« Last Edit: October 13, 2018, 01:53:14 PM by activ25 »

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Re: Length of a helix vs composition of forces
« Reply #10 on: October 13, 2018, 11:27:43 AM »
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Offline activ25

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Re: Length of a helix vs composition of forces
« Reply #11 on: October 19, 2018, 08:12:59 AM »
I don't need the nut. I drew like the cylinder is transparent. All the motors are fixed inside the cylinder. The bolt never rotates around itself, I brake it from the green brake fixed on the cylinder. The motors inside the cylinder are fixed of the cylinder. The cylinder has no helix, only the bolt has an helix. On the helix are fixed magnets of electromagnets. The violet support is fixed on the cylinder. I recover an energy from the translation of the motor. I recover an energy from the rotation around A1. I need an energy for the motor.
« Last Edit: October 19, 2018, 05:53:05 PM by activ25 »

Offline activ25

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Re: Length of a helix vs composition of forces
« Reply #12 on: October 20, 2018, 09:37:32 AM »
I drew the device in 2 positions. The center of mass is always at the same radius except for the motor but the size of the motor is in relation of the force F so directly link to the energy recovered. Remember the energy recovered is less than 1% of the kinetic energy inside the rotation around A1, so the device must be build to reduce all the friction, especially from air and rolling-element bearings.

I took simplifications to simplify the calculations but it is possible to have an external gravity, to have friction, w not constant, another angles phi and theta, and even the bolt can rotate around itself even the efficiency is lower, etc. all the geometry is an example.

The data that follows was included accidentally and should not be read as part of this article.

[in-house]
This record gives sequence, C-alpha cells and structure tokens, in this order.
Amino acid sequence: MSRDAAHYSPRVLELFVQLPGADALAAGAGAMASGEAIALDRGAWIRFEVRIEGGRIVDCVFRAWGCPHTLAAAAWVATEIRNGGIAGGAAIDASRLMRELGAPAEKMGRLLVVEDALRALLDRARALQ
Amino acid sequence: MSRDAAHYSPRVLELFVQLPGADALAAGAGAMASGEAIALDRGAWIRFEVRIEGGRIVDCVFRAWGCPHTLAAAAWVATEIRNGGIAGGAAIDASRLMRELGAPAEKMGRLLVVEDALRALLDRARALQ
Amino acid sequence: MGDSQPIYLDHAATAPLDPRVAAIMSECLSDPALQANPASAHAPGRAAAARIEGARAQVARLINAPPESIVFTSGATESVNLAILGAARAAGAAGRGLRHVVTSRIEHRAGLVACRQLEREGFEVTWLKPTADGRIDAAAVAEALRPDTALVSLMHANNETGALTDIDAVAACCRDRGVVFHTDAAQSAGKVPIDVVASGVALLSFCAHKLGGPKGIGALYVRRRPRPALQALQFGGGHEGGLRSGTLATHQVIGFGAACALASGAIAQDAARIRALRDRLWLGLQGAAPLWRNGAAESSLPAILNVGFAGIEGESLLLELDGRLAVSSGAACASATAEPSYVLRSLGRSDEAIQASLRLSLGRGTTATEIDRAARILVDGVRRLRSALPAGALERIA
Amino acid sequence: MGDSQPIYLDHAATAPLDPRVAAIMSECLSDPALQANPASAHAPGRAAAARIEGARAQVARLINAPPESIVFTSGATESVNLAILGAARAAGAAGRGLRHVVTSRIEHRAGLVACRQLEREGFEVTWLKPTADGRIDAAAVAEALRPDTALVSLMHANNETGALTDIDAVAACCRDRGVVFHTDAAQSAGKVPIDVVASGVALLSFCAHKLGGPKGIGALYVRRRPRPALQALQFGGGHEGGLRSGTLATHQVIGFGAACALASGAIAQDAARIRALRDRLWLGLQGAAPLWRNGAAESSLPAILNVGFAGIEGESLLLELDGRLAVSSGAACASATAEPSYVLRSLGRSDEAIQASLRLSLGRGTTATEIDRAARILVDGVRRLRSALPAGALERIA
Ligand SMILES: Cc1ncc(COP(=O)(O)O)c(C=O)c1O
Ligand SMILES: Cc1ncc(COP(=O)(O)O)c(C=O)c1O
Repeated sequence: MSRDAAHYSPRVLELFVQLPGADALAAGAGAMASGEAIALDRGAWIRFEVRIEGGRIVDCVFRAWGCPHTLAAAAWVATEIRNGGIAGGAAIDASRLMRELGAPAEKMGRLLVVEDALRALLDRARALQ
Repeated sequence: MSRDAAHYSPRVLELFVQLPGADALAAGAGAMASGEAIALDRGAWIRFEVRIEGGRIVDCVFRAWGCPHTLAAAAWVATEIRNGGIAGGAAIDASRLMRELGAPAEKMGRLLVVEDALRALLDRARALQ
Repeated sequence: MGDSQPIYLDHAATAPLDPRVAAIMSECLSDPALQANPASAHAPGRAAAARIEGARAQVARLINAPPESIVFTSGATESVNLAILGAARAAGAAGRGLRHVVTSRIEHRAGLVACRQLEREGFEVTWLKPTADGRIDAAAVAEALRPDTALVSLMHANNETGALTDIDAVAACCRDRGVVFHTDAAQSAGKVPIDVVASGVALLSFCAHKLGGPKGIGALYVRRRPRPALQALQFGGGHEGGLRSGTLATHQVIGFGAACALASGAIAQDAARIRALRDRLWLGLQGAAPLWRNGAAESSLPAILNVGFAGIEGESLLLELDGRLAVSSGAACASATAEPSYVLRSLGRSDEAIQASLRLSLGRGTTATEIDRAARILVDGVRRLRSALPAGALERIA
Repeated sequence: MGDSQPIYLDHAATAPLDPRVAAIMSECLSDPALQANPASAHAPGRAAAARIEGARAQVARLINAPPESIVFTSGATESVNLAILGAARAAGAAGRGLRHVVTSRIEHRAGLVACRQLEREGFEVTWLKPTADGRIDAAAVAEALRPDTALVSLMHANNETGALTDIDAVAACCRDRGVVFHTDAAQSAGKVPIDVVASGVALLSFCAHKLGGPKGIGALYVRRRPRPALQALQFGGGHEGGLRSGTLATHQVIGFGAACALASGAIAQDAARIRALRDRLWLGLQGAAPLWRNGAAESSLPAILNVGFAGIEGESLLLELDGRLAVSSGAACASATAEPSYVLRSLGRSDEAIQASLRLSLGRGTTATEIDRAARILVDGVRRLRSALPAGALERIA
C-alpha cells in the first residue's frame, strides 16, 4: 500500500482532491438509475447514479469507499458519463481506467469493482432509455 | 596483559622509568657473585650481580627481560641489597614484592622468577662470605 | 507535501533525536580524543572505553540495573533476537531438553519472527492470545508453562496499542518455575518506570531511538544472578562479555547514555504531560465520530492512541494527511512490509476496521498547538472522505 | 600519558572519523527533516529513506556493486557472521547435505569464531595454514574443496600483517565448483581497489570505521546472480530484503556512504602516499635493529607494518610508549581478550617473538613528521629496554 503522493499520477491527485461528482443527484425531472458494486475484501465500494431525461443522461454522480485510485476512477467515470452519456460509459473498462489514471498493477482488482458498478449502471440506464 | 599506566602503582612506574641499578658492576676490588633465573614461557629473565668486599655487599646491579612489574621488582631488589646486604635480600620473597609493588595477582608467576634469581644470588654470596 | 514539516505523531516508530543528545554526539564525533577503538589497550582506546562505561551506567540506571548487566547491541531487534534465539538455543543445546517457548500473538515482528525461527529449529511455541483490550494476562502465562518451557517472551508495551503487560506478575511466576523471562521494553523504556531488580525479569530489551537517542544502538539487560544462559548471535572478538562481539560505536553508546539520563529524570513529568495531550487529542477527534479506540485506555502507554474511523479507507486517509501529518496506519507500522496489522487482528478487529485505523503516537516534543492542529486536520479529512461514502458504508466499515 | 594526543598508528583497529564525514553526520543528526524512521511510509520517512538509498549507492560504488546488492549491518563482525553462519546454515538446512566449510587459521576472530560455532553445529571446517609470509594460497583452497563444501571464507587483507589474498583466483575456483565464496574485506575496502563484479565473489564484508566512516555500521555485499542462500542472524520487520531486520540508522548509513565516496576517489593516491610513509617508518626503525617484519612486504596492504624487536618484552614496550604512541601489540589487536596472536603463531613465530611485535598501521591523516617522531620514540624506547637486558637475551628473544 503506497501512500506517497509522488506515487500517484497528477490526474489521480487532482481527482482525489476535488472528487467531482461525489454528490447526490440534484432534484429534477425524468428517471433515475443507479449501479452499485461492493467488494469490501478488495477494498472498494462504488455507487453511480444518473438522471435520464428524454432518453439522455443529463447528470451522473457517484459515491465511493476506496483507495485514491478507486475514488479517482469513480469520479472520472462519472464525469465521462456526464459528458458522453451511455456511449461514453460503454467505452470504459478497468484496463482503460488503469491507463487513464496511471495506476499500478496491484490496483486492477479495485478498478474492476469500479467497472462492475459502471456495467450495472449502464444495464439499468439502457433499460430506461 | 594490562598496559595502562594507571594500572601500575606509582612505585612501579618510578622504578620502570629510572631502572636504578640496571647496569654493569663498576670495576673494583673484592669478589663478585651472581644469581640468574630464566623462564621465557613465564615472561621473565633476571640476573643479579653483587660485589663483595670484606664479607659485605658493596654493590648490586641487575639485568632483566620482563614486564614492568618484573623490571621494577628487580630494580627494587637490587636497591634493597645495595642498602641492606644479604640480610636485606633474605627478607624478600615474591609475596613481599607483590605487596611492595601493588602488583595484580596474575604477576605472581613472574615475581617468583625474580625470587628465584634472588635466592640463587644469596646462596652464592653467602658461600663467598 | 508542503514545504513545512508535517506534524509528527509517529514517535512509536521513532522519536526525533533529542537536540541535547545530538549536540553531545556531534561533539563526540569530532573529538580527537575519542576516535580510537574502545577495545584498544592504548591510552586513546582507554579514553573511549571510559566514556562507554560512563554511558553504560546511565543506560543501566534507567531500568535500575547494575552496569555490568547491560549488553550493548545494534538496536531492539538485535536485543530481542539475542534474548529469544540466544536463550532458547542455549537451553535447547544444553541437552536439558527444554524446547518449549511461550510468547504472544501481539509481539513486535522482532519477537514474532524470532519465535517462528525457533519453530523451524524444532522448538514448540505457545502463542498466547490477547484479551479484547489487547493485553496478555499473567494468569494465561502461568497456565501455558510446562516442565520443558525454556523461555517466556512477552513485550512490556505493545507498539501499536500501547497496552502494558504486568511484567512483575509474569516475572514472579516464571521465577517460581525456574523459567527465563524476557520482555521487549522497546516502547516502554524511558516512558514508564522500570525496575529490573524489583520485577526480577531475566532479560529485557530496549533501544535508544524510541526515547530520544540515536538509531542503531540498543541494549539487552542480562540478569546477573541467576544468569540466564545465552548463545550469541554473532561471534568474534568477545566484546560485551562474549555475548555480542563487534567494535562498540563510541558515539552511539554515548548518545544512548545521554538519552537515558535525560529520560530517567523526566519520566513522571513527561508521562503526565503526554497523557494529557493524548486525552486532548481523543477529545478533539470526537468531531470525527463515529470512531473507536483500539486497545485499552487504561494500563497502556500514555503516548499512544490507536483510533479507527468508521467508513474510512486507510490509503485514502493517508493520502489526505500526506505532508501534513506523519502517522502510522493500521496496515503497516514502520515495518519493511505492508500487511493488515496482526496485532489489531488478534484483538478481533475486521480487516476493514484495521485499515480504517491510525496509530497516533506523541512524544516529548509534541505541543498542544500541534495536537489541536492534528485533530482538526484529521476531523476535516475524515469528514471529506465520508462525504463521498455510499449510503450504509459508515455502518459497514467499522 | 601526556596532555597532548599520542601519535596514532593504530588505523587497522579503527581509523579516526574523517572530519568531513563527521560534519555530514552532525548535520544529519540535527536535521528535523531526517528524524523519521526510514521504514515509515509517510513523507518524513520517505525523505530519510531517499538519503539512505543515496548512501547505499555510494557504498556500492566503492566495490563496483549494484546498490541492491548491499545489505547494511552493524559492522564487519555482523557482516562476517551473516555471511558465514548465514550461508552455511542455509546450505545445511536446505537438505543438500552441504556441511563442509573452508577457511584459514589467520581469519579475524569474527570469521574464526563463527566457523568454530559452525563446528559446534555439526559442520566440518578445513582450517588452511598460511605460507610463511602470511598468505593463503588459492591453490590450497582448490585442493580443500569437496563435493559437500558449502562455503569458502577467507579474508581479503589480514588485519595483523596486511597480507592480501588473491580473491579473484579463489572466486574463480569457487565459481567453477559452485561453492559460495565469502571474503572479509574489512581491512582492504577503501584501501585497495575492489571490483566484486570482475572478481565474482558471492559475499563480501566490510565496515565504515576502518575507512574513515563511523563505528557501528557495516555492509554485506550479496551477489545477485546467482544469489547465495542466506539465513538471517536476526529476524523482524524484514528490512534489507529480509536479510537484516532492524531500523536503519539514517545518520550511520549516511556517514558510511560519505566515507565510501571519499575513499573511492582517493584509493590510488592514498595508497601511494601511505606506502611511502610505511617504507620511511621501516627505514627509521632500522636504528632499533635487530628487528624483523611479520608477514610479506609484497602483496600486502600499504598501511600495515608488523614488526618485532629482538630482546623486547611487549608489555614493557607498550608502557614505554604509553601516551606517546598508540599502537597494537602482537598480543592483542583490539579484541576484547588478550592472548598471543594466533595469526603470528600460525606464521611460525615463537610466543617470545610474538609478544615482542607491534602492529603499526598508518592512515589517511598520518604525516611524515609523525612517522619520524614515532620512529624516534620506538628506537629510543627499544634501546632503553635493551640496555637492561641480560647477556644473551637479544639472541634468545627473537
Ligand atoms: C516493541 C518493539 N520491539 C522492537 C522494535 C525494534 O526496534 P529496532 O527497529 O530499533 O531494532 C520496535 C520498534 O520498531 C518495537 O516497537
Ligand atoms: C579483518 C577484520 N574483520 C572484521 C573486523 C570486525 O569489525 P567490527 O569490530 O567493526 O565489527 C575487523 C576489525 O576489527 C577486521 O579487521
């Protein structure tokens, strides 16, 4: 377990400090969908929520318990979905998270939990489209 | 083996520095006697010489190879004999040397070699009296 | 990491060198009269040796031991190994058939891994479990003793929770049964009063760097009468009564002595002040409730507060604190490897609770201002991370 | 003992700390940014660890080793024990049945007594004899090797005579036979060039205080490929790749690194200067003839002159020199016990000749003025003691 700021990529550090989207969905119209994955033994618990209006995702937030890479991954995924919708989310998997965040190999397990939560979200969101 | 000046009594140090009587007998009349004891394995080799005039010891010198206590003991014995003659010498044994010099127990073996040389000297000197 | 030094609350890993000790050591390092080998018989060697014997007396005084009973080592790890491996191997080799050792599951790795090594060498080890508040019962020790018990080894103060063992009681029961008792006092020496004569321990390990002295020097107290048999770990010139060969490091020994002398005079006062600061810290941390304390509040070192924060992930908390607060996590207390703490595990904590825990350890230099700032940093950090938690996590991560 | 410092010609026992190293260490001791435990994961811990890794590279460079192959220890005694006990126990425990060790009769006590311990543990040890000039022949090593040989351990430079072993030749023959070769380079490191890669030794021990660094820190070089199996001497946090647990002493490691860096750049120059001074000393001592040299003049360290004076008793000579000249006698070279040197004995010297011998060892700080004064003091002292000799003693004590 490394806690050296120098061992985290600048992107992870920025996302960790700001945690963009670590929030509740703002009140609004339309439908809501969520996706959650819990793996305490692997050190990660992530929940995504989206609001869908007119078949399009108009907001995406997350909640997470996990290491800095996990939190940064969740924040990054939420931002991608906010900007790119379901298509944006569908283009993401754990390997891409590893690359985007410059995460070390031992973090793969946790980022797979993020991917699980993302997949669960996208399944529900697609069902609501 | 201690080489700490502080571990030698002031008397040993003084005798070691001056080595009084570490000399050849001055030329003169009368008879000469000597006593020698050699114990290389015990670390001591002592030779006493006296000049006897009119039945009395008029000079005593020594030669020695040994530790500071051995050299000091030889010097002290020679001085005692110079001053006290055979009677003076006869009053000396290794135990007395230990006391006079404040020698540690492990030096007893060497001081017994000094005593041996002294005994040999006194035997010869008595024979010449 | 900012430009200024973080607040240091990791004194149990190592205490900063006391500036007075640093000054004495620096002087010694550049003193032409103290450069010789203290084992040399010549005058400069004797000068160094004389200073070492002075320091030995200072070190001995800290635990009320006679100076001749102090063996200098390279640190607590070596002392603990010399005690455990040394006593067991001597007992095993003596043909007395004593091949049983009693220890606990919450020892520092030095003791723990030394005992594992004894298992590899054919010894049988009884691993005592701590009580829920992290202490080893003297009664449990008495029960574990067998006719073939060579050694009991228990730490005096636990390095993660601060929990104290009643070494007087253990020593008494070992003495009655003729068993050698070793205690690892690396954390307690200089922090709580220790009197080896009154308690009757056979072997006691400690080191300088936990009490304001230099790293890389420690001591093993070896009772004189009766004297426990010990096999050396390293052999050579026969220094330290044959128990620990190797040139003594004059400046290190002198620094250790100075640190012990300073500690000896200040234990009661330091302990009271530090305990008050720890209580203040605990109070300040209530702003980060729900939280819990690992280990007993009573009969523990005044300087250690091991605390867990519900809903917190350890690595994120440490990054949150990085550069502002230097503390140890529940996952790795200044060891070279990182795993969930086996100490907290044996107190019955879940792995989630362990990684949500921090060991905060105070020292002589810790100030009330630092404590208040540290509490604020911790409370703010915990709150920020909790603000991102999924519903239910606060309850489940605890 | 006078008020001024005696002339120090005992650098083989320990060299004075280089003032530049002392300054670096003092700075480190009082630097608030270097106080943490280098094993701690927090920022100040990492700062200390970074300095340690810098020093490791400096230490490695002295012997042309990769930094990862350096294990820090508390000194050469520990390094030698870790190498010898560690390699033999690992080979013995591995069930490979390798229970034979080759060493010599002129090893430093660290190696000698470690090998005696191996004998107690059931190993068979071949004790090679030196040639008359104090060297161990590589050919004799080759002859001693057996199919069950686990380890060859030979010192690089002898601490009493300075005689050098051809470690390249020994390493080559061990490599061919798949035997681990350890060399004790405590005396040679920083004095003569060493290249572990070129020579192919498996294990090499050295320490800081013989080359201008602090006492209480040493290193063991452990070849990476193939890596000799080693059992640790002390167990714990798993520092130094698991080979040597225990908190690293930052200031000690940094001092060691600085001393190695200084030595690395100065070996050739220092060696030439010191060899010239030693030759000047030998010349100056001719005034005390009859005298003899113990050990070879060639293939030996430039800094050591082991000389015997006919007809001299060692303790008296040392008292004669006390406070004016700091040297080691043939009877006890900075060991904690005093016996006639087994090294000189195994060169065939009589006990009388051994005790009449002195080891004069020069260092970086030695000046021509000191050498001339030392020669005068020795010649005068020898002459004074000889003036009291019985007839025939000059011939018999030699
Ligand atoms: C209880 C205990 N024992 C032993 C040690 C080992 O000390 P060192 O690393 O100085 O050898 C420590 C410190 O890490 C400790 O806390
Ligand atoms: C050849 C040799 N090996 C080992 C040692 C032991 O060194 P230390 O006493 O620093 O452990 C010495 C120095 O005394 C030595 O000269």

For an angle of rotation δ (around A1) the sum of energy during the step1 is:

(+√3/2-√3+3/4*√3)*δRF

δ could be 2pi or more. δ is the angle of rotation of the helix relatively to the cylinder.

With R the radius of the bolt (or the radius where the force is applied) and F the force.
« Last Edit: October 20, 2018, 07:51:01 PM by activ25 »

Offline activ25

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Re: Length of a helix vs composition of forces
« Reply #13 on: November 09, 2018, 12:39:28 PM »
With a 3d multibody simulator, the sum of energy is not conserved, exactly like my calculations proved it. But I'm force to move the motor in the longitudinal axis of the bolt. That device is impossible to test in reality, except, maybe, in a lab, but it is possible to simulate it. And the equivalent electric must be possible to build and test in real. The advantage with the electricity, it costs nothing to have an alternative current, but here, in mechanics, it increases so much the losses that it is not thinkable to reverse the rotation of the bolt around A1, even 1 time each second. With electricity, it is possible to have a 10 Mhz signal without any problem.